This site uses cookies to improve your experience and to provide services and advertising. By continuing to browse, you agree to the use of cookies described in our Cookies Policy. You may change your settings at any time but this may impact on the functionality of the site. To learn more see our Cookies Policy.
OK
#Open journalism No news is bad news

Your contributions will help us continue to deliver the stories that are important to you

Support The Journal
Dublin: 19 °C Monday 25 May, 2020
Advertisement

'It should never have happened': Traveller family who were denied entry to pub awarded €33,000

The judge said the O’Connors were denied entry because of their ethnicity and a deliberate policy to exclude travellers.

Image: Leah Farrell/Rollingnews

THERE WAS NEITHER room nor food at the inn for a heavily pregnant mother, her husband, their four children and two elderly grandparents because they were travellers, Judge John O’Connor said in the Circuit Civil Court. 

And after excoriating the senior staff and the owner, Charlie Chawke, of the well-known Orchard Inn at Butterfield Avenue, Rathfarnham, Dublin, for its policy relating to travellers he awarded the family €33,000 damages for defamation.

“What happened at the Orchard Inn on Sunday 11 September 2016, in Ireland at the close of the second decade of the 21st Century is shocking,” Judge O’Connor said.

“It’s reminiscent of a dark period of Irish history that we thought was over,” he told barrister Kevin D’Arcy, counsel for Freda, Patrick, Kathleen and Larry Connors who the judge described as a very decent family that had been the subject of humiliation and denigration.

Judge O’Connor said: “There was a clear policy that they were to be excluded and I would advise the owner that he should change that.”

He said that on that particular day the Connors family was never going to get in to the Orchard pub-restaurant and it was simply because of their ethnicity and a deliberate policy to exclude travellers.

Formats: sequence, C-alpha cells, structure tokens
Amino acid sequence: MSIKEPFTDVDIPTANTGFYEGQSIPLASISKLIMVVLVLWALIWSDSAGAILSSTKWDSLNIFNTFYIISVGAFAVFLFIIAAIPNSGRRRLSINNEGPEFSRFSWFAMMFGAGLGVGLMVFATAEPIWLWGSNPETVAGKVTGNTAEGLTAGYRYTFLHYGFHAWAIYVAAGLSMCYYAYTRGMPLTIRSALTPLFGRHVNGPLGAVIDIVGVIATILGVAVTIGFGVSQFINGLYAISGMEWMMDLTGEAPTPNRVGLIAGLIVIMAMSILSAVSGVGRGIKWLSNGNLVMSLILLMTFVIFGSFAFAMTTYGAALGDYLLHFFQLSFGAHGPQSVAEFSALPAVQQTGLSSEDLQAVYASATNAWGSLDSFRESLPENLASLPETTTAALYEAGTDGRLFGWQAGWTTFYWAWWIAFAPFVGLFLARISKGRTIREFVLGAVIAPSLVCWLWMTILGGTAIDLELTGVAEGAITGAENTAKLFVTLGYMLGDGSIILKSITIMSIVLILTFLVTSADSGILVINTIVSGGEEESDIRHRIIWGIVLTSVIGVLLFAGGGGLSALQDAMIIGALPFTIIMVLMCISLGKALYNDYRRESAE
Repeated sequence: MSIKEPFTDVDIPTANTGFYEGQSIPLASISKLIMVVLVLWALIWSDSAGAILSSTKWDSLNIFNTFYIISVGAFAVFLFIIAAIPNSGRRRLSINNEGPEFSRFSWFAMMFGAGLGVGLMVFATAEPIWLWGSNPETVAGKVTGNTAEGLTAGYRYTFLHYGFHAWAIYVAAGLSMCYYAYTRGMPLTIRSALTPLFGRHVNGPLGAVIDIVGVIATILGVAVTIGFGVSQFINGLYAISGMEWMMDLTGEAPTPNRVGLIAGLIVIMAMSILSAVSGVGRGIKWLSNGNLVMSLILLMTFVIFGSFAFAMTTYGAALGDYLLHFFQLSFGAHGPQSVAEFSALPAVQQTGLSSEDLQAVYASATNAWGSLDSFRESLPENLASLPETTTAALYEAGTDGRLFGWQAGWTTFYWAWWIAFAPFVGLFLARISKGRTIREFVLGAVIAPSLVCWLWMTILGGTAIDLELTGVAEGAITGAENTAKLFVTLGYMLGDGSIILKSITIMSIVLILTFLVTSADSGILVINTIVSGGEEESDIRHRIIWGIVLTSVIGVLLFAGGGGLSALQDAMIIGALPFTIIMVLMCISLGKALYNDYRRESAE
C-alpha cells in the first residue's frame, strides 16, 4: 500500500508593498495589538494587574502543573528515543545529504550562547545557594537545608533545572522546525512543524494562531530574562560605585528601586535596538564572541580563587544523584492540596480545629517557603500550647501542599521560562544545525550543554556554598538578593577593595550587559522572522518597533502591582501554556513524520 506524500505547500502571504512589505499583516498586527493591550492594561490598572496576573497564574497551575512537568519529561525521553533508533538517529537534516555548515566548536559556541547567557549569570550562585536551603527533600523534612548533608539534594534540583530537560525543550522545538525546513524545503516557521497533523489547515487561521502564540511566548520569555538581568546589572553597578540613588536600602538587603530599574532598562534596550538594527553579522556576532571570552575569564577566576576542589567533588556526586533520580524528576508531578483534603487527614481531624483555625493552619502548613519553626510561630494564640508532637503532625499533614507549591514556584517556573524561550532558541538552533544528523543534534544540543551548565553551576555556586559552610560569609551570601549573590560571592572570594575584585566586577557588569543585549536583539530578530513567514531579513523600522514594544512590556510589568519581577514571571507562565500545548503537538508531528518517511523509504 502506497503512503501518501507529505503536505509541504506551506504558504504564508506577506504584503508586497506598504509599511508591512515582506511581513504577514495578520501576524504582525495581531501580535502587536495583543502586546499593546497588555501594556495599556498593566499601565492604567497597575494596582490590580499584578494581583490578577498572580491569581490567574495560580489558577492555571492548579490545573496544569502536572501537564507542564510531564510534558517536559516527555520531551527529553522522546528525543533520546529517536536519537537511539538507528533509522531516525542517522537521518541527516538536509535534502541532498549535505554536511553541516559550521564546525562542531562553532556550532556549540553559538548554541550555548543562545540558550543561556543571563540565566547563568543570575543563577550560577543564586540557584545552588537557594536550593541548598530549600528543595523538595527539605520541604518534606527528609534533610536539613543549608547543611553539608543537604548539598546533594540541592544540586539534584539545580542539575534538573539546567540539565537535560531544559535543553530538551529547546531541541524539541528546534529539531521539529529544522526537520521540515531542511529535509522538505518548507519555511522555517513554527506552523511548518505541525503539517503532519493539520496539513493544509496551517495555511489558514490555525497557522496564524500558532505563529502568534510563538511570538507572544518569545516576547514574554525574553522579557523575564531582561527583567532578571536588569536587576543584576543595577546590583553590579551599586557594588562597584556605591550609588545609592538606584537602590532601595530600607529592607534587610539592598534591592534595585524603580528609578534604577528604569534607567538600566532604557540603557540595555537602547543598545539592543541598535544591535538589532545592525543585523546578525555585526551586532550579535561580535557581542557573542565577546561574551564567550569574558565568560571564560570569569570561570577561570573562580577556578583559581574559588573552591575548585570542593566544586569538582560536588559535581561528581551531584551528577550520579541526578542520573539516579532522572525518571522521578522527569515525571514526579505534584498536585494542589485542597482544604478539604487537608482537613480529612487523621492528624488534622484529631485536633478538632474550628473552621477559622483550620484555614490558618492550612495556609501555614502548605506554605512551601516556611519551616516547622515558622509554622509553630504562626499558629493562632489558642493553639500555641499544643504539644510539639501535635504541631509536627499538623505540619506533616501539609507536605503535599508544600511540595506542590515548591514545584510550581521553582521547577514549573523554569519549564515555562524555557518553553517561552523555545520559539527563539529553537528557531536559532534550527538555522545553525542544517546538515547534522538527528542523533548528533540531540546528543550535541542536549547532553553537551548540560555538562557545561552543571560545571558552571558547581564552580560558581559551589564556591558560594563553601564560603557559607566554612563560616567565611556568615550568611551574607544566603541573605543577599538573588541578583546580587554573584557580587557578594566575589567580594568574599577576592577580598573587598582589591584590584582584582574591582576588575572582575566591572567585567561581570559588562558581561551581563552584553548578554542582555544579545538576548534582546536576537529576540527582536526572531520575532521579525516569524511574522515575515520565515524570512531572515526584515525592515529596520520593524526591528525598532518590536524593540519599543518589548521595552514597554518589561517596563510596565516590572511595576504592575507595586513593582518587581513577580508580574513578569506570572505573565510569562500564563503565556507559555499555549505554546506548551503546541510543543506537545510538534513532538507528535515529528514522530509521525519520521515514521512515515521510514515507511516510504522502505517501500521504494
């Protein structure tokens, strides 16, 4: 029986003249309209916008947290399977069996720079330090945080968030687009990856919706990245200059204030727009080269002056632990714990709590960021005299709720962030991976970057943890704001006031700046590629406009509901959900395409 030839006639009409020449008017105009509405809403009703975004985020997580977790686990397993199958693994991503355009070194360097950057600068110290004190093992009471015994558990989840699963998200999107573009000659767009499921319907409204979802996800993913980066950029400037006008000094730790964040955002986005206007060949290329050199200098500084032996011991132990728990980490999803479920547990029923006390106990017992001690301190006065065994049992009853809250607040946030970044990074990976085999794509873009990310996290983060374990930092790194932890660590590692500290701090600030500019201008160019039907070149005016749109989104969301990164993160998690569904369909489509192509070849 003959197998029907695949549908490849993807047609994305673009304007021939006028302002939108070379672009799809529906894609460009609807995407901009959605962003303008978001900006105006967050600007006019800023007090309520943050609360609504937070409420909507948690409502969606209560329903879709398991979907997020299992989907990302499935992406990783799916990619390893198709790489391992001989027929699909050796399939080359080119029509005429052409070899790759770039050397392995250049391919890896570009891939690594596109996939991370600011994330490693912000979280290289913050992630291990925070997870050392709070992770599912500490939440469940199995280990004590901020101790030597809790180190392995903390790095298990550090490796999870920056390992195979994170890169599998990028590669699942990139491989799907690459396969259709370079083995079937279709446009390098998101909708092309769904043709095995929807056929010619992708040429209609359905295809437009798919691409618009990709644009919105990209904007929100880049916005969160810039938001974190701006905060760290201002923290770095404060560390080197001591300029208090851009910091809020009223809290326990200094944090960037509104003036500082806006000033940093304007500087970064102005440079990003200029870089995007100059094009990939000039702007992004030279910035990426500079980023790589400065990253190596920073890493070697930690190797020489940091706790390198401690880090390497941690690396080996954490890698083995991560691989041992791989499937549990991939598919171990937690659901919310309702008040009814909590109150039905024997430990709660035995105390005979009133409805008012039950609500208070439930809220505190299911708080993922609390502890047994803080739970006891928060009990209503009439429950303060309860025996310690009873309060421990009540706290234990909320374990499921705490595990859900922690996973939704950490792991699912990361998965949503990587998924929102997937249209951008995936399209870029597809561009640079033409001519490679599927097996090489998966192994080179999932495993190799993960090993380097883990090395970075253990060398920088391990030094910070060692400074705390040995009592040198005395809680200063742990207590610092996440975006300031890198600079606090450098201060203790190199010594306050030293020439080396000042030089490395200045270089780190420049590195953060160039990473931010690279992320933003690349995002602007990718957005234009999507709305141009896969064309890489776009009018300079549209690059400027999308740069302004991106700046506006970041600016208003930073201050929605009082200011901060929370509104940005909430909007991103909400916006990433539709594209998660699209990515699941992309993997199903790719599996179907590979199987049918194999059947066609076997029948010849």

Judge O’Connor said the evidence of the bar restaurant manager, Wayne Buggle, who had refused them entry, had been evasive and the court had found it disturbing that throughout his evidence he had kept referring to the Connors family as “these people.”

The judge said he found the evidence of another defence witness untruthful and although one witness who had been an independent witness called by the defence had been truthful he found his evidence more helpful to the Connors family’s case. 

Judge O’Connor told D’Arcy, who appeared for the family with Spellman Callaghan Solicitors, Clondalkin, that the effect on Breda Connors, (31) whose family reside at Stocking Hill, Rathfarnham, had been particularly disturbing.  She was a heavily pregnant young mother who had her little children with her.

Judge O’Connor did not accept that when asked by Wayne Buggle if he had a reservation Patrick Connors had immediately said: “Get out of my way or I’ll slit your throat.”

D’Arcy told the court the family had turned up at the restaurant for Sunday lunch and had been refused entry allegedly because they did not have a booking.

While they were remonstrating with Buggle other families were walking in without being asked whether they had a booking or not.

Counsel said there had been an incident in the Orchard Inn several weeks previously involving a traveller group not associated with his clients and it was his case the Connors had been excluded because they were travellers.  A priest who had just lunched in the restaurant, Fr Derek Farrell, knew them had told Buggle they were a respectable family. 

Judge O’Connor, stating that he believed the Connors were excluded because of the incident weeks earlier in the pub, awarded Freda Connons €15,000 damages and awarded €6,000 damages to Patrick, Kathleen and Larry Connors.

The judge told Mr D’Arcy he would award Circuit Court costs in each case against The Orchard Inn which is likely to tot up to more than €100,000 for all parties costs including defendants costs.

  • Share on Facebook
  • Email this article
  •  

About the author:

Ray Managh

Read next:

COMMENTS (29)